“We can address these problems without criminalizing people for their struggle to survive,” says Jan Bernstein Chargin, CEO of PitStop Outreach, a Gilroy-based nonprofit that delivers food to the homeless. “That would make people's lives worse, clog up the courts and make it harder for them to find housing.”

Board members discussed the role the water district, whose primary mission is to offer drinking water and flood protection to 2 million people within the Santa Clara Valley, plays in providing housing.

“We're not a housing authority,” said Tony Estremera, a longtime water district board member. “We don't build houses, and that's the real solution. We can't relocate people because we don't have police powers.”

“We will protect our employees,” he added. “I'll tell you that right now. We are committed to that.”

But board member Jim Beall, a former state senator, said the water district should do more to offer housing.

“We are not a housing authority, but we work with people who can provide housing,” he said. “We can provide land and we can provide assistance.”

Last month, the San Jose City Council approved a plan to relocate about 500 homeless people living along creeks to approved encampments on public lands throughout town. Of the eight sites chosen, five are owned by the water district. Each is 1 to 2 acres in size. They are positioned on Lelong Street, Willow Street, 14020 Almaden Road, 3278 Almaden Road and Almaden Road at Canoas Garden Avenue.

Some have suggested these sites will provide tents for 100 or more individuals with supervision, but details still must be worked out between town and the water district.

Helen Hutchings, a Willow Glen resident, said such sites ought to be built on county land and away from residential areas.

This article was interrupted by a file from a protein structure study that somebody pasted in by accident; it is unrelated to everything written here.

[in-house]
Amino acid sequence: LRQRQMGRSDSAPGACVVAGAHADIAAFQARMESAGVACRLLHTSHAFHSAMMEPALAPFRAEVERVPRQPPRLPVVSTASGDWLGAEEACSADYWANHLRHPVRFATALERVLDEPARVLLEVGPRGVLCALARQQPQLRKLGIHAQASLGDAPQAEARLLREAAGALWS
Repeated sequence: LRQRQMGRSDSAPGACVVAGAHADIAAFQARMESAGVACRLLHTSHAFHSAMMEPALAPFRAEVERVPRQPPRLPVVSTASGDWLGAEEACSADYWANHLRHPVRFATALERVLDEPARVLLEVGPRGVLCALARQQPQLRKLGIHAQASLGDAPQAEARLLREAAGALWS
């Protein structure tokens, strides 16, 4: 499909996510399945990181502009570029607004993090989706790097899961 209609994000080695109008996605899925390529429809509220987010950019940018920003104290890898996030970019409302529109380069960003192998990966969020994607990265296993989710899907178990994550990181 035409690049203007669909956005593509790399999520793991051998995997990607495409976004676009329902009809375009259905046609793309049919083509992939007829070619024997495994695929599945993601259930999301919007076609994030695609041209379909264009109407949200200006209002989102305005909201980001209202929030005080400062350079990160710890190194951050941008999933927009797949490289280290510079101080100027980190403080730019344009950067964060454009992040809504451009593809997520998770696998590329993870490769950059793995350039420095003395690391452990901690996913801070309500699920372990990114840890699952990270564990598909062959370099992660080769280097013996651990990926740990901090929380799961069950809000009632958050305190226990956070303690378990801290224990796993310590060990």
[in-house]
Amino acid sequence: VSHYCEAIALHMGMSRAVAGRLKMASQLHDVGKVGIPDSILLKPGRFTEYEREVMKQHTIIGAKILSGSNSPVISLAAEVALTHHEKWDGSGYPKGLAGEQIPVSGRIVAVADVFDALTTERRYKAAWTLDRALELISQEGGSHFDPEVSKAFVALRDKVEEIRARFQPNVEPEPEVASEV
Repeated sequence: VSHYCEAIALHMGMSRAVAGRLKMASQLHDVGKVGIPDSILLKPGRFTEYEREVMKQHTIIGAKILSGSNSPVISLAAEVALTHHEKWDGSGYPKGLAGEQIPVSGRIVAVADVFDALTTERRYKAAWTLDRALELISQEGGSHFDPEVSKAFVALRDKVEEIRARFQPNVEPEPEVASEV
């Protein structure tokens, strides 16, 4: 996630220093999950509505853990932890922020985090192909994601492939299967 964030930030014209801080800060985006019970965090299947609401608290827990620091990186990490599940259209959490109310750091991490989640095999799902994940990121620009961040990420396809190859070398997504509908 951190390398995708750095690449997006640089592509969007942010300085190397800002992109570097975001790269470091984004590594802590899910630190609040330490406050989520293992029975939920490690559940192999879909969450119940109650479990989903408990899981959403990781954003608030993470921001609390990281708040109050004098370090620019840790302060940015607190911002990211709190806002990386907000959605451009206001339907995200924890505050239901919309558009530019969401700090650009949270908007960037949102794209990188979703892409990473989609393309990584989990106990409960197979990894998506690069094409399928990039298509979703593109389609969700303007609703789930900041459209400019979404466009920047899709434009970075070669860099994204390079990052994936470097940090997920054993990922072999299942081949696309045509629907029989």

“We don't think it's appropriate to house people in tent camps in neighborhoods when the county has so much land that could be used,” she said.

A coalition of eight environmental groups supported the foundations, including the Sierra Club Loma Prieta Chapter, the Santa Clara Valley Audubon Society, the California Native Plant Society and Green Foothills.

“When we're out there cleaning up the creek, we encounter feces, needles and even fire, as well as guns and dogs,” said Deb Kramer, executive director of Keep Coyote Creek Beautiful.

Several speakers stated that they’d been or were currently homeless.

“It's inhumane to punish people and put them in jail,” said James Campbell, who lives in his automobile in San Jose. “My car is broken. I got a ticket, the police are harassing me.”

Board member John Varela said the difficulty ought to be delayed until after Oct. 11, when the water district plans to fulfill with other agencies and the general public to debate solutions.

Rebecca Eisenberg, the water company's board member who’s the strongest opponent of the ordinance, said: “After they are released from prison, there is no place for homeless people to go.”

“It is not only arrogant but also irrational of us to say that we know more than the homeless people who are speaking before us,” she said. “We also know that the homeless are not the biggest polluters of the rivers. We are causing more damage to the ecosystem than the homeless through our terrible, ecologically irresponsible projects, for which we use huge amounts of cement and concrete.”